Building and testing a tabletop hovercraft has been a big hit at our STEM events. You can easily build and test one at home to see and learn about how cushions of air enable things to float and hover.
- A CD or DVD (old, used ones are fine for this activity – this is a great way to re-purpose those music and movie discs you don’t want anymore)
- A 9” balloon (having multiple balloons is handy since they occasionally pop)
- A pop-top cap from a liquid soap bottle or a disposable water bottle
- A hot glue gun
Building the hovercraft is pretty simple – hot glue the pop-top cap over the middle of the CD. It is important that the hot glue makes a complete circular seal around the cap – you don’t want any air to escape between the cap and the CD when you’re using the hovercraft later. Then give the glue a few minutes to set.
Here are the basic steps to use your hovercraft:
- Make sure the pop-top cap is in the closed position
- Blow up a balloon and hold the balloon closed so air can’t escape
- Place the balloon onto the pop-top cap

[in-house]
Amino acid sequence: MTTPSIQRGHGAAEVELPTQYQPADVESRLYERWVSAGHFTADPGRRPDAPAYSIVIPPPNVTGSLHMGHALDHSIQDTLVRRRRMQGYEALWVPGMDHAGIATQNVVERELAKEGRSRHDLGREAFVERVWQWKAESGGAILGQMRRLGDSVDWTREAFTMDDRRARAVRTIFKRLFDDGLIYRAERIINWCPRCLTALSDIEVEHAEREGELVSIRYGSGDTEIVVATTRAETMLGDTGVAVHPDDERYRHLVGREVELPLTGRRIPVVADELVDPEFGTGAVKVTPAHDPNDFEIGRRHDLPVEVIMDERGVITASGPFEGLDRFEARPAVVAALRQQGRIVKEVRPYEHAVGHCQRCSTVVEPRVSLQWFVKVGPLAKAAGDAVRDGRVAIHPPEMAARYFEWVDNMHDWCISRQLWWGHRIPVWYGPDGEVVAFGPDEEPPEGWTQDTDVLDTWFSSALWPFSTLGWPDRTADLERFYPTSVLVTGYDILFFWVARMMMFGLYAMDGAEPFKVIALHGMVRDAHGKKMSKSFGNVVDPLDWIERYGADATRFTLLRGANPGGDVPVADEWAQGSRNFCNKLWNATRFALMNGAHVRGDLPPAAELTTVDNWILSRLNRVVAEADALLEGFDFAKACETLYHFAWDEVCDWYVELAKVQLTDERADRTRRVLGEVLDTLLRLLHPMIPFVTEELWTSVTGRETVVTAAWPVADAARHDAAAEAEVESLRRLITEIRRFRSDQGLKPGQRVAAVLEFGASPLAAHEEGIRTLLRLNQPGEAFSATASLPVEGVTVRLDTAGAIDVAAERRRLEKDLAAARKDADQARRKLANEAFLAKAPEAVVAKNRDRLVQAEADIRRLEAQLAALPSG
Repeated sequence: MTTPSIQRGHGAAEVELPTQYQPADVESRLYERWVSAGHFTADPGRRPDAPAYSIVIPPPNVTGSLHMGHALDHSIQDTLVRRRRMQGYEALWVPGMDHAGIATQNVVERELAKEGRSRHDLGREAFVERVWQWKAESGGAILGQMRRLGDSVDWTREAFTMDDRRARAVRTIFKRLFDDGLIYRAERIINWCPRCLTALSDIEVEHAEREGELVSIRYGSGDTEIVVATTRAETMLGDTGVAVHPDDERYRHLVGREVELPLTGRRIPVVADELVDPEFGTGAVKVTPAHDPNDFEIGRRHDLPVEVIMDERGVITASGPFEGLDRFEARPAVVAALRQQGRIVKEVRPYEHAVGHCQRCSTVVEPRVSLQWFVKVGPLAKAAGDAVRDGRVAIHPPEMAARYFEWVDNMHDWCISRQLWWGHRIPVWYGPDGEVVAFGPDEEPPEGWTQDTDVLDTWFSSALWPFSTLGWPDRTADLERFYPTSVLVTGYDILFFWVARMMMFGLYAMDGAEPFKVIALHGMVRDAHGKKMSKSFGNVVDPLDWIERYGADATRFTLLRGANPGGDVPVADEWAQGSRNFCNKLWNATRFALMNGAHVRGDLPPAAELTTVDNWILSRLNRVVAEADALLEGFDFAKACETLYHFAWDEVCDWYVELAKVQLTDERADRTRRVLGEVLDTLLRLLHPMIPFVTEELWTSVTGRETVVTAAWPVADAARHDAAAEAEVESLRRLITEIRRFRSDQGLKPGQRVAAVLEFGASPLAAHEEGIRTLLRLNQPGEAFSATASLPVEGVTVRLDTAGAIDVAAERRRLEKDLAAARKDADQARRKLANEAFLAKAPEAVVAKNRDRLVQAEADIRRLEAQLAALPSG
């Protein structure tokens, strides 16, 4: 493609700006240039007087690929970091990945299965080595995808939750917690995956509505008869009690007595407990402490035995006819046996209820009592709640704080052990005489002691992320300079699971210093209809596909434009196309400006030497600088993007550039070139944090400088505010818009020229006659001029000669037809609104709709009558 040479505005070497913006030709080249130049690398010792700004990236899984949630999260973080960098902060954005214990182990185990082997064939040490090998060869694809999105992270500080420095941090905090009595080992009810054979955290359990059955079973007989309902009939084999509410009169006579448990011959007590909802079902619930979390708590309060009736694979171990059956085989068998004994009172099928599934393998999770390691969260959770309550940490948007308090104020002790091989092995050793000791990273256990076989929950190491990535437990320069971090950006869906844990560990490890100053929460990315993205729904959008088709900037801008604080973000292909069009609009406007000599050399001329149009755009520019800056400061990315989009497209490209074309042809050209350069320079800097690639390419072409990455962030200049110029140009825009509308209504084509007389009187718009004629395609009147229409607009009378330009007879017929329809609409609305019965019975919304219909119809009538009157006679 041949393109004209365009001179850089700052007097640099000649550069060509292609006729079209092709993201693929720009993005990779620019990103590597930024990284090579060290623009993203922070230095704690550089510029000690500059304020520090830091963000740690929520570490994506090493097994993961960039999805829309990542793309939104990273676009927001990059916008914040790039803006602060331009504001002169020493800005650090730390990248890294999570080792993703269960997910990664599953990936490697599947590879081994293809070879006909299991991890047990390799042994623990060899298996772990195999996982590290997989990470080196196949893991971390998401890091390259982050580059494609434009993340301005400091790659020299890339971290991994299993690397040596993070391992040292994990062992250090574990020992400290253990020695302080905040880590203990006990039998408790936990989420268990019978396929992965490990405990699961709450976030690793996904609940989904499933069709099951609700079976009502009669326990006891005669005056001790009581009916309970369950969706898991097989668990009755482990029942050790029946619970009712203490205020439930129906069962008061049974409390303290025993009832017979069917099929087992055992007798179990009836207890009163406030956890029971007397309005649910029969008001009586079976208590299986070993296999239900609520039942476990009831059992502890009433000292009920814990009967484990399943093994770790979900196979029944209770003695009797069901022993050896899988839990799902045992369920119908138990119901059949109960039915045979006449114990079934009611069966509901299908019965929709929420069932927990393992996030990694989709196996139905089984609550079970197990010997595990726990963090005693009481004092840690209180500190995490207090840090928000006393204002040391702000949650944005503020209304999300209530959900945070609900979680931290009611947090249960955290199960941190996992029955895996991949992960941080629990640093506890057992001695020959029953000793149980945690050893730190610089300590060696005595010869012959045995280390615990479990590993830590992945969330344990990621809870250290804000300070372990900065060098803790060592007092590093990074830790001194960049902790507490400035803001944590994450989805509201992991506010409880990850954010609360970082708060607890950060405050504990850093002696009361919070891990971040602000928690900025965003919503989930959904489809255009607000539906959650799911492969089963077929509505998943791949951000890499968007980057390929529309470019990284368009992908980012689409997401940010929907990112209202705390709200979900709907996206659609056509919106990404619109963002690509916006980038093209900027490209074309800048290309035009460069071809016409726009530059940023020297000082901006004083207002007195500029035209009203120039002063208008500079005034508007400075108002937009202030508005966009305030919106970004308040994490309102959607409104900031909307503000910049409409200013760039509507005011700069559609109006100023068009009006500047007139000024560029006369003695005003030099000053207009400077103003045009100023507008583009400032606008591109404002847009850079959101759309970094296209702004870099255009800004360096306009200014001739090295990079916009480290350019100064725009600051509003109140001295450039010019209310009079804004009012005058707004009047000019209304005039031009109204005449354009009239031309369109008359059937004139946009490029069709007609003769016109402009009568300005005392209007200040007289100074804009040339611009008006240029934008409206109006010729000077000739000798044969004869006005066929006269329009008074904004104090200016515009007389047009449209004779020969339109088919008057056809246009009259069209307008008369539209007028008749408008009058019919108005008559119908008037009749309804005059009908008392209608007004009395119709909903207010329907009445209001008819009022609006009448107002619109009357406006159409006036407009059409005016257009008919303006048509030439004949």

- Place the hovercraft on a smooth surface (like a table or counter top)
- Pull up the pop-top cap so that air can escape
- Give the hovercraft a gentle nudge so it can float across the surface
The airflow going out the bottom of the CD created by the balloon creates a cushion of air between the CD and the surface. This lifts the CD up and reduces friction, enabling it to hover and move. For comparison, you can hypothesize and test what will happen if you:
- Give the hovercraft a nudge without an inflated balloon
- Only open the pop-top cap halfway
- Use a larger and/or smaller balloon
- Use a non-smooth surface like a rug
- Place small weights like pennies or paper clips on the hovercraft
Hoverboards, air hockey pucks, and even Elon Musk’s proposed Hyperloop system use thin cushions of air to move more easily. Let us know how your hovercraft works and if you find anything else that uses these same principles!